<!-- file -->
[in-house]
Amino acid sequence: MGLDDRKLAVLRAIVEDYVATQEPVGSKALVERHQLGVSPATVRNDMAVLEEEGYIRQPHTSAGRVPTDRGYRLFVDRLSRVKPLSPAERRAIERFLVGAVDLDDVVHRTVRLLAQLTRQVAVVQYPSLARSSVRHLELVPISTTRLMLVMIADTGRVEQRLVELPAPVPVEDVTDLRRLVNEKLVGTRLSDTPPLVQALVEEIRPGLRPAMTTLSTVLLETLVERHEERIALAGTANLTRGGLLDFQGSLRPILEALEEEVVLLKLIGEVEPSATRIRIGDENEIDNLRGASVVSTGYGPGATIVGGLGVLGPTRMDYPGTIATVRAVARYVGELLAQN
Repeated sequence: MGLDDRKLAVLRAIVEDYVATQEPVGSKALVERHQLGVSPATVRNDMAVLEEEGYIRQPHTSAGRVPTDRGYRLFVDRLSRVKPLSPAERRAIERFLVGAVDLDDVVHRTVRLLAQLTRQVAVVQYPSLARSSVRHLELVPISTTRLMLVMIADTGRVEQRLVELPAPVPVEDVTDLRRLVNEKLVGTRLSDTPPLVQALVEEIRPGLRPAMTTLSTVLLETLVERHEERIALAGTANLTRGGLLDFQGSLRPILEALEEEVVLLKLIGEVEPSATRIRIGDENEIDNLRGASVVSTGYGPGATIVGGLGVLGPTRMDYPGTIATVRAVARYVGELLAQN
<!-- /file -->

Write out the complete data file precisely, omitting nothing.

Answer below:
[in-house]
Amino acid sequence: MGLDDRKLAVLRAIVEDYVATQEPVGSKALVERHQLGVSPATVRNDMAVLEEEGYIRQPHTSAGRVPTDRGYRLFVDRLSRVKPLSPAERRAIERFLVGAVDLDDVVHRTVRLLAQLTRQVAVVQYPSLARSSVRHLELVPISTTRLMLVMIADTGRVEQRLVELPAPVPVEDVTDLRRLVNEKLVGTRLSDTPPLVQALVEEIRPGLRPAMTTLSTVLLETLVERHEERIALAGTANLTRGGLLDFQGSLRPILEALEEEVVLLKLIGEVEPSATRIRIGDENEIDNLRGASVVSTGYGPGATIVGGLGVLGPTRMDYPGTIATVRAVARYVGELLAQN
Repeated sequence: MGLDDRKLAVLRAIVEDYVATQEPVGSKALVERHQLGVSPATVRNDMAVLEEEGYIRQPHTSAGRVPTDRGYRLFVDRLSRVKPLSPAERRAIERFLVGAVDLDDVVHRTVRLLAQLTRQVAVVQYPSLARSSVRHLELVPISTTRLMLVMIADTGRVEQRLVELPAPVPVEDVTDLRRLVNEKLVGTRLSDTPPLVQALVEEIRPGLRPAMTTLSTVLLETLVERHEERIALAGTANLTRGGLLDFQGSLRPILEALEEEVVLLKLIGEVEPSATRIRIGDENEIDNLRGASVVSTGYGPGATIVGGLGVLGPTRMDYPGTIATVRAVARYVGELLAQN